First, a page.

Everyone has always said I look like Bailey, but I don't.I have grey eyes to her green,an oval face to her heart-shaped one,I'm shorter, scrawnier, paler, flatter, plainer, tamer.All we shared is a madhouse of curlsthat I imprison in a ponytailwhile she let hers ravelike madnessaround her head.I don't sing in my sleepor eat the petals off flowersor run into the rain instead of out of it.I'm the unplugged-in one,the side-kick sister,tucked into a corner of her shadow.Boys followed her everywhere;they filled the booths at the restaurant where she waitressed,herded around her at the river.One day, I saw a boy come up behind herand pull a strand of her long hairI understood this-I felt the same way.In photographs of us together,she is always looking at the camera,and I am always looking at her.
My sister will die over and over again for the rest of my life. Grief is forever. It doesn't go away; it becomes a part of you, step for step, breath for breath. I will never stop grieving Bailey because I will never stop loving her. That's just how it is. Grief and love are conjoined, you don't get one without the other. All I can do is love her, and love the world, emulate her by living with daring and spirit and joy.
grief is a housewhere the chairshave forgotten how to hold usthe mirrors how to reflect usthe walls how to contain usgrief is a house that disappearseach time someone knocks at the dooror rings the bella house that blows into the airat the slightest gustthat buries itself deep in the groundwhile everyone is sleepinggrief is a house where no on can protect youwhere the younger sisterwill grow older than the older onewhere the doorsno longer let you inor out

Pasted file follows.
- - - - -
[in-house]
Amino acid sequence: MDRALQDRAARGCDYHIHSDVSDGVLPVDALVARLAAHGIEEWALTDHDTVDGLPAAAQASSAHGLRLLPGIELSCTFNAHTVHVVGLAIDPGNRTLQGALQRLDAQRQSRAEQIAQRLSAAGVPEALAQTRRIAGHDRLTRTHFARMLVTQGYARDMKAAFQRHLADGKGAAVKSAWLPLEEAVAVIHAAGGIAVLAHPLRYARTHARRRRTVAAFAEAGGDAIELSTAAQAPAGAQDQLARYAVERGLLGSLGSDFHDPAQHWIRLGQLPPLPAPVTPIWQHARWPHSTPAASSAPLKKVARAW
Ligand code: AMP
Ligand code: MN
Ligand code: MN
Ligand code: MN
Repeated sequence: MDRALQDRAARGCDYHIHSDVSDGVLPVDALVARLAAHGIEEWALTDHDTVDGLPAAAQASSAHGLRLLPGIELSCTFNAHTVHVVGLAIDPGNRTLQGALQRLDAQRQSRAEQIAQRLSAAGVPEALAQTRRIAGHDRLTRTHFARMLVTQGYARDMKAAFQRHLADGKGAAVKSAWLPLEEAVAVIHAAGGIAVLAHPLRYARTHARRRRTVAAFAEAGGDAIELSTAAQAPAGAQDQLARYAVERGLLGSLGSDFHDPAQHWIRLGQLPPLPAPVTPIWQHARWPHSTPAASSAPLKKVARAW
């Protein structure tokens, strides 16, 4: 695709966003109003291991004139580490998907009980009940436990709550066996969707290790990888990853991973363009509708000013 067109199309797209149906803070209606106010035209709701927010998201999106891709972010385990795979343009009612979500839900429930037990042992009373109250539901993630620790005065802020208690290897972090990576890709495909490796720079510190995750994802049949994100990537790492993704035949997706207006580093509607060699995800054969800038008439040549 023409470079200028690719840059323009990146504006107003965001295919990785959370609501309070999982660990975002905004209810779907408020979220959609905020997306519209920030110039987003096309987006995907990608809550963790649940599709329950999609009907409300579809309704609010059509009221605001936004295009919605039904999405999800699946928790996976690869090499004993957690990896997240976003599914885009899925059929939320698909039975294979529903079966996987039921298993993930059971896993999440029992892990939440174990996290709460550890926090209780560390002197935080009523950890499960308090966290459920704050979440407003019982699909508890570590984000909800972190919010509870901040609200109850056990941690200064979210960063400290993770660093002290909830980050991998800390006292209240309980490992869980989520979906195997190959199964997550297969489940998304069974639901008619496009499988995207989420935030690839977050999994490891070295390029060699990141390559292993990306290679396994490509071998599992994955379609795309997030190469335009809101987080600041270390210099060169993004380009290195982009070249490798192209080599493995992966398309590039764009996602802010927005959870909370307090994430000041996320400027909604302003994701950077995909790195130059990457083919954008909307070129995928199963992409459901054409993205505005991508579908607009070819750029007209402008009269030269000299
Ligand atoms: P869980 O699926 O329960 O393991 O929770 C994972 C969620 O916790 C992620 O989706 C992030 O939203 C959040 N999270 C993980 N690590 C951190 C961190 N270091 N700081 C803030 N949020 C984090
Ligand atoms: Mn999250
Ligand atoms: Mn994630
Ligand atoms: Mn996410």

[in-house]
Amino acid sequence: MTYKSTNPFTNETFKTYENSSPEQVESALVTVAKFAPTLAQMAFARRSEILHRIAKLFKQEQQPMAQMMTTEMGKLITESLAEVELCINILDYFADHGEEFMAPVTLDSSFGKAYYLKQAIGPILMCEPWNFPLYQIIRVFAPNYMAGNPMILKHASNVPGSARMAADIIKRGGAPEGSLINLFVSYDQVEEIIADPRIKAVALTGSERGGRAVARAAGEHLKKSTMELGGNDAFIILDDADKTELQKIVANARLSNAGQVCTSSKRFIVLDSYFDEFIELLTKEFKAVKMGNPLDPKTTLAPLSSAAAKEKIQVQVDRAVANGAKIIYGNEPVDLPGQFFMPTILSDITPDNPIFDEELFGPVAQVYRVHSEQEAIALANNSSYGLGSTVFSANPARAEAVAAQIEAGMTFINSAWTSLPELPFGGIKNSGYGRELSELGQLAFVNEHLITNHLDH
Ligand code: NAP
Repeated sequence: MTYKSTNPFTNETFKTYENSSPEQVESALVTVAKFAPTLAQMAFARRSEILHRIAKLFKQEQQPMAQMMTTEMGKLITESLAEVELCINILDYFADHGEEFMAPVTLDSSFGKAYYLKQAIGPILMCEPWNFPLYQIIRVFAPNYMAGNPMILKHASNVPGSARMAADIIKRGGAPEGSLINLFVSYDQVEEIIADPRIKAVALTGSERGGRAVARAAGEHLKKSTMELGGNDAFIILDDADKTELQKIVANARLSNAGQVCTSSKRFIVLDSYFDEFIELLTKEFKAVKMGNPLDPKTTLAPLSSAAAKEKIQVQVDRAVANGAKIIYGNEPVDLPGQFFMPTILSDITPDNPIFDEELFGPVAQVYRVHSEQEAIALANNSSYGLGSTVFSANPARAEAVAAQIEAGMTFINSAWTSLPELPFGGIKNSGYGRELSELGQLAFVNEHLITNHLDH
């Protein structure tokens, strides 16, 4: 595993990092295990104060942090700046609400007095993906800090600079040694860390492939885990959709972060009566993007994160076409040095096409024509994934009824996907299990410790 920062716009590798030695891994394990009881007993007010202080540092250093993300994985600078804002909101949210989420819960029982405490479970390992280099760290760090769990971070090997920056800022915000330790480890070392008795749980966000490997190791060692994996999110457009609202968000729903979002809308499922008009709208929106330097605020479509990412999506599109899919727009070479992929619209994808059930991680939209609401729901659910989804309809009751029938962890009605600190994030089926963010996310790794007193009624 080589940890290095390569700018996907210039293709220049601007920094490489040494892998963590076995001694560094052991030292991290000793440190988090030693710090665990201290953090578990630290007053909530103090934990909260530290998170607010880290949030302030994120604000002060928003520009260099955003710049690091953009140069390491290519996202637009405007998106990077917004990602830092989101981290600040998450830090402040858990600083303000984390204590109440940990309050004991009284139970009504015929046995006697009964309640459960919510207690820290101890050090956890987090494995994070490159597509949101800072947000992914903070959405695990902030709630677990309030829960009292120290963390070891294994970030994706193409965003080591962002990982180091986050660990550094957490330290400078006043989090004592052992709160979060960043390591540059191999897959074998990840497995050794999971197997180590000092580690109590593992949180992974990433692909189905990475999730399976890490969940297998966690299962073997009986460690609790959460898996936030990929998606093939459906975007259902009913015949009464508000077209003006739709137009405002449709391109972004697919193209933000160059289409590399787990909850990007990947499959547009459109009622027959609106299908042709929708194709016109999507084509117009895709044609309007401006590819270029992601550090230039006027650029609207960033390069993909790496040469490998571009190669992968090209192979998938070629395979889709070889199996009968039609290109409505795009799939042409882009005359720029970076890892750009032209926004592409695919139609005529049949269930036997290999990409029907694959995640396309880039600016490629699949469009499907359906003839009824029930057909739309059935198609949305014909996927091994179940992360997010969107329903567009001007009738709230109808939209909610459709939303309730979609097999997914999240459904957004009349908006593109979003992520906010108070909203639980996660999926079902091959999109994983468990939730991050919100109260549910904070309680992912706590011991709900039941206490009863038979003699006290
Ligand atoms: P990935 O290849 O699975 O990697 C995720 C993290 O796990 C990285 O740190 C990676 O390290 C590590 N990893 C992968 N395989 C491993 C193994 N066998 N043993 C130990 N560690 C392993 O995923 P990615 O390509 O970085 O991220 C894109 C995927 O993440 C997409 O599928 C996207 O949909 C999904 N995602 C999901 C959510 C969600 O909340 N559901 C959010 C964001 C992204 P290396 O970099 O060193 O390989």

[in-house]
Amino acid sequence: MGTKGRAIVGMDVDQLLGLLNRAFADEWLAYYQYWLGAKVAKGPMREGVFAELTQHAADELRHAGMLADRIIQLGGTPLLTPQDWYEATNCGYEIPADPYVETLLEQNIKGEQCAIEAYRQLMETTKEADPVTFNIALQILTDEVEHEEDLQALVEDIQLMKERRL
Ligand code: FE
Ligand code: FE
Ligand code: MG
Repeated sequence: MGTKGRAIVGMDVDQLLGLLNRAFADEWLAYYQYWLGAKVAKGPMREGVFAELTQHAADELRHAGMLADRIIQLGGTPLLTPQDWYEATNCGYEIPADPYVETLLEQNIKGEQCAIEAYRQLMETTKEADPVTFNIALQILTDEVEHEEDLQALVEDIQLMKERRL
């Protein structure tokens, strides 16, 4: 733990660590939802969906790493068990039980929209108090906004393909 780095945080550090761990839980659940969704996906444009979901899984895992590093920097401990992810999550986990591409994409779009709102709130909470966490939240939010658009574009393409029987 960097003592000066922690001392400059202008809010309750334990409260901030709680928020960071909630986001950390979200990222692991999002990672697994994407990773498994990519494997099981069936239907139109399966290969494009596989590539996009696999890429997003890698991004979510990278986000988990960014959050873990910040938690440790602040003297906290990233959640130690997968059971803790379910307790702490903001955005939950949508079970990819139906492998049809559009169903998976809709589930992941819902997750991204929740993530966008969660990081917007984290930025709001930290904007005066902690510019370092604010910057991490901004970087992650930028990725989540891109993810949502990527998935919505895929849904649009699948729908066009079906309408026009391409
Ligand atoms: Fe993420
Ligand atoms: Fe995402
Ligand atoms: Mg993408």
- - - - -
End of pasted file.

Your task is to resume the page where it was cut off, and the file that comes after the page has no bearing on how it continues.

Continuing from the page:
I'd been making desicions for days.I picked out the dress Bailey would wear forever-a black slinky one- innapropriate- that she loved.I chose a sweater to go over it, earrings, bracelet, necklace, her most beloved strappy sandals.I collected her makeup to give to the funeral director with a recent photo-I thought it would be me that would dress her;I didn't think a strange man should see her nakedtouch her bodyshave her legsapply her lipstickbut that's what happened all the same.I helped Gram pick out the casket,the plot at the cemetery.I changed a few linesin the obituary that Big composed.I wrote on a piece of paper what I thoughtshould go on the headstone.I did all this without uttering a word.Not one word, for days,until I saw Bsiley before the funeraland lost my mind.I hadn't realized that when people say so-and-sosnappedthat's what actually happens-I started shaking her-I thought I could wake her upand get her the hell out of that box.When she didn't wake,I screamed: Talk to me.Big swooped me up in his arms, carried me out of the room, the church,into the slamming rain,and down to the creekwhere we sobbed togetherunder the black coat he held over our headsto protect us from the weather.
There were once two sisterswho were not afriad of the darkbecause the dark was full of the other's voiceacross the room,because even when the night was thickand starlessthey walked home together from the riverseeing who could last the longestwithout turning on her flashlight,not afraidbecause sometimes in the pitch of nightthey'd lie on their backsin the middle of the pathand look up until the stars came backand when they did,they'd reach their arms up to touch themand did.